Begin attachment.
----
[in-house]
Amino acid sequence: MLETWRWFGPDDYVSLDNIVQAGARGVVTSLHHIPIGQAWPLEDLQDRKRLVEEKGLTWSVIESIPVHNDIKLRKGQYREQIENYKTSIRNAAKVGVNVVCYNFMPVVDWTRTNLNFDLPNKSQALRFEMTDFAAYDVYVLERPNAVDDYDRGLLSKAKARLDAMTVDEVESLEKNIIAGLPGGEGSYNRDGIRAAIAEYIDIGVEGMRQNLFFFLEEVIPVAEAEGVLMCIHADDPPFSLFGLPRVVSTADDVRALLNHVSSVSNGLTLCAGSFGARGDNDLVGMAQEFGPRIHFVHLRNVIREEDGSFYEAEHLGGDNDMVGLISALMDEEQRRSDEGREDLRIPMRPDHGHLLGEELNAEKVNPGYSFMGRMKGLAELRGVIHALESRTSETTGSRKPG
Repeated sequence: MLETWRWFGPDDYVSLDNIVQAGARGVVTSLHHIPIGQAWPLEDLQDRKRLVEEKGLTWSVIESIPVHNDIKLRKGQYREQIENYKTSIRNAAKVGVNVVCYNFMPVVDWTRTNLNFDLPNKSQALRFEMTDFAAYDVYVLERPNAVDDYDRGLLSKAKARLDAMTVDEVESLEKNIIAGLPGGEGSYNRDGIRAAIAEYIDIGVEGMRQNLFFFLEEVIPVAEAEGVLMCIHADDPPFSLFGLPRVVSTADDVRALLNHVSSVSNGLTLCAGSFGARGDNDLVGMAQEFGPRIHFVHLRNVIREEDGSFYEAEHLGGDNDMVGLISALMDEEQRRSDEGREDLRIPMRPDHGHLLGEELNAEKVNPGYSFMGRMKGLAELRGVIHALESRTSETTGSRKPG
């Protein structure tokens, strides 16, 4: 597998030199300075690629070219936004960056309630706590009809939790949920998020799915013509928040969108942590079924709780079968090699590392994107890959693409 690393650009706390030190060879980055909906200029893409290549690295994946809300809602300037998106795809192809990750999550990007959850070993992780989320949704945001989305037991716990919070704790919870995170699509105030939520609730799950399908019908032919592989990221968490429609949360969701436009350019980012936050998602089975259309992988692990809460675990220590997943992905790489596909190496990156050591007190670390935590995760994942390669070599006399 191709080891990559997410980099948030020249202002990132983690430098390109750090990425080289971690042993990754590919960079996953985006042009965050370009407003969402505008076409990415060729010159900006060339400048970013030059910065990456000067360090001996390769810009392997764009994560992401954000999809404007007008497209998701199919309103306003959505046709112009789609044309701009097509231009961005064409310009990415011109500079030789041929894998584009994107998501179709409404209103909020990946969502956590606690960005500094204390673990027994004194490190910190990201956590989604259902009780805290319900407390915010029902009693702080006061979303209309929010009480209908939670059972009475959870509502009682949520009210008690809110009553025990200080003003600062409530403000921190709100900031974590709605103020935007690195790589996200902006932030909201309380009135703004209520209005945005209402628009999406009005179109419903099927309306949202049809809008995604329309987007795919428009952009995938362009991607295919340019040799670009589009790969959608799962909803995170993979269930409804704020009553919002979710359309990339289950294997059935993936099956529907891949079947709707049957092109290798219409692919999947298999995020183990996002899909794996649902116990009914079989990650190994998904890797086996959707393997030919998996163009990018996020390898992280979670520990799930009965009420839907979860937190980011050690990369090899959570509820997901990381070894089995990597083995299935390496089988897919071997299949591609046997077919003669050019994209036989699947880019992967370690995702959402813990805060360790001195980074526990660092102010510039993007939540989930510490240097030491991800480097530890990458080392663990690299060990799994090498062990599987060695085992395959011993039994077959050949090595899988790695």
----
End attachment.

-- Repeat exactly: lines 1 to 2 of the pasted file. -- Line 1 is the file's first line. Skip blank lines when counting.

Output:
[in-house]
Amino acid sequence: MLETWRWFGPDDYVSLDNIVQAGARGVVTSLHHIPIGQAWPLEDLQDRKRLVEEKGLTWSVIESIPVHNDIKLRKGQYREQIENYKTSIRNAAKVGVNVVCYNFMPVVDWTRTNLNFDLPNKSQALRFEMTDFAAYDVYVLERPNAVDDYDRGLLSKAKARLDAMTVDEVESLEKNIIAGLPGGEGSYNRDGIRAAIAEYIDIGVEGMRQNLFFFLEEVIPVAEAEGVLMCIHADDPPFSLFGLPRVVSTADDVRALLNHVSSVSNGLTLCAGSFGARGDNDLVGMAQEFGPRIHFVHLRNVIREEDGSFYEAEHLGGDNDMVGLISALMDEEQRRSDEGREDLRIPMRPDHGHLLGEELNAEKVNPGYSFMGRMKGLAELRGVIHALESRTSETTGSRKPG